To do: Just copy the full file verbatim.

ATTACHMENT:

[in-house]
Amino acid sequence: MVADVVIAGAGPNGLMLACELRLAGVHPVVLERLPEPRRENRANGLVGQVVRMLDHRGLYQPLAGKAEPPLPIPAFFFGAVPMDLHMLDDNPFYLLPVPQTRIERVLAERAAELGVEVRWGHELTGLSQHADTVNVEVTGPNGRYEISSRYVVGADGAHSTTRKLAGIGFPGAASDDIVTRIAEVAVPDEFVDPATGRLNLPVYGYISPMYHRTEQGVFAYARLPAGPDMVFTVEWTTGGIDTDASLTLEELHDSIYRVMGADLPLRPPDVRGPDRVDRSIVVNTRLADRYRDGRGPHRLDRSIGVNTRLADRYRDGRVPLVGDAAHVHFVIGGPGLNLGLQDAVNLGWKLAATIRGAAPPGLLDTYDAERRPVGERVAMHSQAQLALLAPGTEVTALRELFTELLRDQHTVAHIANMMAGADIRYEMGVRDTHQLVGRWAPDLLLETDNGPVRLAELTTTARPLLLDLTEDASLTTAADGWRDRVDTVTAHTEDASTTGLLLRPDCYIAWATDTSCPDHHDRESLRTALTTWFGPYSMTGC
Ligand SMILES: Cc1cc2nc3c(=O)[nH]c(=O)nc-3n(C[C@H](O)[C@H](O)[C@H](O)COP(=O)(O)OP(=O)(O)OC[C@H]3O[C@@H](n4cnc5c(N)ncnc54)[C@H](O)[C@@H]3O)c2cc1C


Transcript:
[in-house]
Amino acid sequence: MVADVVIAGAGPNGLMLACELRLAGVHPVVLERLPEPRRENRANGLVGQVVRMLDHRGLYQPLAGKAEPPLPIPAFFFGAVPMDLHMLDDNPFYLLPVPQTRIERVLAERAAELGVEVRWGHELTGLSQHADTVNVEVTGPNGRYEISSRYVVGADGAHSTTRKLAGIGFPGAASDDIVTRIAEVAVPDEFVDPATGRLNLPVYGYISPMYHRTEQGVFAYARLPAGPDMVFTVEWTTGGIDTDASLTLEELHDSIYRVMGADLPLRPPDVRGPDRVDRSIVVNTRLADRYRDGRGPHRLDRSIGVNTRLADRYRDGRVPLVGDAAHVHFVIGGPGLNLGLQDAVNLGWKLAATIRGAAPPGLLDTYDAERRPVGERVAMHSQAQLALLAPGTEVTALRELFTELLRDQHTVAHIANMMAGADIRYEMGVRDTHQLVGRWAPDLLLETDNGPVRLAELTTTARPLLLDLTEDASLTTAADGWRDRVDTVTAHTEDASTTGLLLRPDCYIAWATDTSCPDHHDRESLRTALTTWFGPYSMTGC
Ligand SMILES: Cc1cc2nc3c(=O)[nH]c(=O)nc-3n(C[C@H](O)[C@H](O)[C@H](O)COP(=O)(O)OP(=O)(O)OC[C@H]3O[C@@H](n4cnc5c(N)ncnc54)[C@H](O)[C@@H]3O)c2cc1C